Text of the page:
Yesterday a Lunar yellow underwing moth turned up into the moth trap. Not much to look at but probably the rarest moth I’ve ever seen. Unfortunately it also turned out to be one of the most irritating moths I’ve ever seen and refused to keep still for a photograph, the two photos here are the best I could manage despite giving it an extended cool down in the fridge. Shortly after taking the second photo it flew off straight into a spider’s web high on the side of the education centre then managed to free itself and headed off into the woodland never to be seen again. Lunar yellow underwing’s main British population is in the Breckland area of Norfolk and Suffolk, with a few scattered populations else where. Here at Blashford we think they inhabit the lichen heath area by Ivy North hide as a few adults have been recorded over the years but so far we have not been able to prove this.
This afternoon volunteer Ollie and I went to check the ponies grazing by Ibsley Water, afterwards we had a quick look out of Lapwing hide and it was pleasing to see a little egret, 2 grey herons and a few lapwing feeding in an area of fen and grassland that Adam and I had strimmed back last week.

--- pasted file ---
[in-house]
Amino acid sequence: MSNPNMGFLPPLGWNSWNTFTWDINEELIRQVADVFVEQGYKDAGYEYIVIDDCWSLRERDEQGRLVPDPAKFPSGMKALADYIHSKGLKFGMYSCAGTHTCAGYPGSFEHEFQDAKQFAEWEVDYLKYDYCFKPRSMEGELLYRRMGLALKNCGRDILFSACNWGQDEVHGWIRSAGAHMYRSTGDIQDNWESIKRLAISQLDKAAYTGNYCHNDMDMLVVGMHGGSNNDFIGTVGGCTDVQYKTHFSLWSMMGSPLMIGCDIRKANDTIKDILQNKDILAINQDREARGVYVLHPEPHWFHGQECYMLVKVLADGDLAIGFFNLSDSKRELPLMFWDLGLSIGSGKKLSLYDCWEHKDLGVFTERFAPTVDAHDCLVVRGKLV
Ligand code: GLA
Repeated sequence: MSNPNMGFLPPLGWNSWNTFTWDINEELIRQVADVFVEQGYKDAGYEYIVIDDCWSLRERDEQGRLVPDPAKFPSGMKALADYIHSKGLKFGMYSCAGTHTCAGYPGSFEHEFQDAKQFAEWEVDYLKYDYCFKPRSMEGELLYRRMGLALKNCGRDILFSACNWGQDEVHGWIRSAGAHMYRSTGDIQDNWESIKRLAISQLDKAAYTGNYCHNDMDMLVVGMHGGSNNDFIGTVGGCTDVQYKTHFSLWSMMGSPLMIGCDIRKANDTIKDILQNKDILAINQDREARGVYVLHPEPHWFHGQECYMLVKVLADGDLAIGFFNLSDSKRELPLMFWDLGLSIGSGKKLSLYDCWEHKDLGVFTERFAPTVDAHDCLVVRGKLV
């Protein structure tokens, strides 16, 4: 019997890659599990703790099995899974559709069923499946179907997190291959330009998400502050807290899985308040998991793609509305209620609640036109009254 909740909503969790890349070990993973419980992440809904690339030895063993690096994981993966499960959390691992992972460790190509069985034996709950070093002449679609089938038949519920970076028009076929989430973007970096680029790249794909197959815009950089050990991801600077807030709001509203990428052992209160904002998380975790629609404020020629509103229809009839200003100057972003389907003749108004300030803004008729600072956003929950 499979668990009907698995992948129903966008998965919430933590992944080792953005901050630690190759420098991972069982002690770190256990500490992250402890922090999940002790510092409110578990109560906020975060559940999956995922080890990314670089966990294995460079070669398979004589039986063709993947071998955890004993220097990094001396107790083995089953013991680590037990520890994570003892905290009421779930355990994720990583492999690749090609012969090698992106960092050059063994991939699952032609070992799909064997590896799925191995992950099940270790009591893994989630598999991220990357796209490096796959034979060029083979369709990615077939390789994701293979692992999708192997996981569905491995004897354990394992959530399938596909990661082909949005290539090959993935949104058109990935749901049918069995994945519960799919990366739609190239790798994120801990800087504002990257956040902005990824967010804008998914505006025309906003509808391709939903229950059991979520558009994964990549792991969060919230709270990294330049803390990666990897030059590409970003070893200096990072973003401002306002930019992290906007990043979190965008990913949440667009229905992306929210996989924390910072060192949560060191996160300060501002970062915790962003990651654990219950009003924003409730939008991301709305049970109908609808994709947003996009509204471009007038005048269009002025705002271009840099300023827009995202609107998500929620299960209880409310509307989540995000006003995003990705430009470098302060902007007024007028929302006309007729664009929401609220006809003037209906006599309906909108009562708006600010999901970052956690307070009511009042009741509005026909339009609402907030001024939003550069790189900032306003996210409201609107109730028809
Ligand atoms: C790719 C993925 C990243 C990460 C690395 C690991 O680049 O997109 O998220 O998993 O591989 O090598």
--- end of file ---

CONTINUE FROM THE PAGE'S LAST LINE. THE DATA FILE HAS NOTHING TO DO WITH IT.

Afterwards we did some more ragwort pulling (really sick of pulling ragwort now!) and Ollie spotted a pink grasshopper. It turned out to be a pink form of field grasshopper, a species that can be identified by the downy hairs on the underside of the thorax, just visible in the photo below. Field is furry is how I like to remember it.
Thank you to Mark Wright for sending us the four photos below of a blue-tailed damselfly, a common tern feeding it’s chick and a emperor dragonfly egg laying.
Can anyone identify the fish the adult tern is feeding the chick? I think it is some sort of loach or gudgeon?
The emperor dragonfly has a blue damselfly sat on it’s back, probably quite a safe place as emperors will eat damselflies given the chance.